As most people choose freely to live in heterosexual relationships, this would be an uphill task. In order to destroy the idea that these relationships are natural it would be necessary to capture the hearts and minds of children and adolescents, who are highly impressionable.
Hence the drive to promote the false notion of gender fluidity among young people, whether by means of sex education or in the guise of ‘anti-bullying’ programmes, or through entertainment and social media.
Many adults feel instinctively uneasy about this, but they are frightened to speak out, intimidated by the claim that objecting to gender fluidity implies ‘discrimination’ against transgender people.
Kuby’s book also explains the global influence of the Yogyakarta Principles — a set of ‘human rights’ demands laid out by the delegates at a conference in Indonesia in 2006, and published in Geneva in 2007.
The Principles listed the ways in which international human rights law should be applied to ‘sexual orientation and gender identity’. They were non-binding, but they are often referred to as ‘the gold standard’ for ‘equality’ legislation.
They define ‘gender identity’ like this: ‘Gender identity is understood to refer to each person’s deeply felt internal and individual experience of gender, which may or may not correspond with the sex assigned at birth, including the personal sense of the body (which may involve, if freely chosen, modification of bodily appearance or function by medical, surgical or other means) and other expressions of gender, including dress, speech and mannerisms [emphasis added]’.
Note that ‘gender identity’ is self-defined. It is claimed that everyone has the right to be accepted by others in the ‘gender identity’ they choose, based on their subjective sense of themselves, separate from connection with biological sex. Internal ‘experience’ trumps what is presented as the arbitrary ‘assignation’ of biological sex at birth.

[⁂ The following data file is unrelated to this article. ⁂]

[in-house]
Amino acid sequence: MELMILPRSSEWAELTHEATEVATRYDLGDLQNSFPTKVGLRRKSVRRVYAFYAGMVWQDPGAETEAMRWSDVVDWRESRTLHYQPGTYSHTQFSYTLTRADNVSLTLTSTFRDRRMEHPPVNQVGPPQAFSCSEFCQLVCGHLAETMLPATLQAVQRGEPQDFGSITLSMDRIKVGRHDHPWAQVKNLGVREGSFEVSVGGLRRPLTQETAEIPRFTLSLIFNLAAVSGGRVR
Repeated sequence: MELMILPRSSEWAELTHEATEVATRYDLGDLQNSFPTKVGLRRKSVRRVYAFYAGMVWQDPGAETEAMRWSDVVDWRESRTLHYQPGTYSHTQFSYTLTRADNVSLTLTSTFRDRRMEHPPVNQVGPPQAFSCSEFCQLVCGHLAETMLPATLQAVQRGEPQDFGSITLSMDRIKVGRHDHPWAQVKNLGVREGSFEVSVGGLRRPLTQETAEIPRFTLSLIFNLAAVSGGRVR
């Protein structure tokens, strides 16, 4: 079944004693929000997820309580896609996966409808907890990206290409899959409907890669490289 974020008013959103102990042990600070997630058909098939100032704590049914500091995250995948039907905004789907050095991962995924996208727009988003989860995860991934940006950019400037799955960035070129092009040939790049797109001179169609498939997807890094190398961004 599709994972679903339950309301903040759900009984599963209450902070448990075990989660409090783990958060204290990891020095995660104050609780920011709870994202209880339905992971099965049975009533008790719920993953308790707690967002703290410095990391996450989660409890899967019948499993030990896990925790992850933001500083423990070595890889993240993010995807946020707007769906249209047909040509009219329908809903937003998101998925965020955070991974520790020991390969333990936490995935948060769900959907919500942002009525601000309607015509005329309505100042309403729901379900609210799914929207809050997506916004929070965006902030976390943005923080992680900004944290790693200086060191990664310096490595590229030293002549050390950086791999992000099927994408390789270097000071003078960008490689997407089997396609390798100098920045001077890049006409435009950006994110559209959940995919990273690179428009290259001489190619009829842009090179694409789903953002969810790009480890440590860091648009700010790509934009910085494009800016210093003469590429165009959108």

Yet, a comprehensive survey of the scientific evidence, published in 2016 in The New Atlantis, concluded: ‘The hypothesis that gender identity is an innate, fixed property of human beings that is independent of biological sex — that a person might be ‘a man trapped in a woman’s body’ or ‘a woman trapped in a man’s body’ — is not supported by scientific evidence’.
This survey was co-authored by two leading scholars on mental health and sexuality, and discussed over 200 peer-reviewed studies in the biological, psychological, and social sciences.
Despite a lack of any scientific grounding, gender identity theory has become mainstream, and is increasingly being integrated into the legal and educational systems in a number of countries.
There is pressure on all of us to accept people on the basis of their ‘deeply-felt internal and individual experience’, and their ‘personal sense of the body’. This ‘deeply-felt experience’ becomes a sufficient reason to be awarded a change in legal status.
And there are demands for access to spaces designated as ‘women-only’ or ‘men-only’ for anyone who ‘identifies’ with that sex, regardless of their bodily attributes or appearance.
As of 2017, legislation allowing people to change legal sex has been passed in countries such as Japan, the United Kingdom, Ireland, Spain, Uruguay, Argentina, Denmark, Malta, Colombia, Iceland, Vietnam, Ecuador, Bolivia, Norway and France.
In such countries, a man can legally take a female name, be given a new birth certificate, and be treated for all legal purposes as a woman (or vice versa).
In some of these countries, there is no requirement for such a person to undergo any medical treatment at all (such as hormonal treatment or surgical ‘reassignment’).
That means that a physically normal man can demand to be recognised as a woman with free access to all women-only facilities.
Whether or not countries have passed such laws, International Planned Parenthood Federation (IPPF) and the United Nations Population Fund (UNFPA) want children in all countries to receive ‘comprehensive sexuality education’ (CSE).
The United Nations puts pressure on member states to adopt CSE, and so children in some of the most socially conservative countries are exposed to teaching which tells them they have the right to experience ‘sexual pleasure’ whenever and however they wish (as long as the other person consents), and that they have the right to choose their own sexual orientation and ‘gender identity’.
Young people in many countries have been exposed to the central claim of gender ideology: that we are free to choose our own ‘gender’. This idea is celebrated and romanticised in films, and promoted on social media.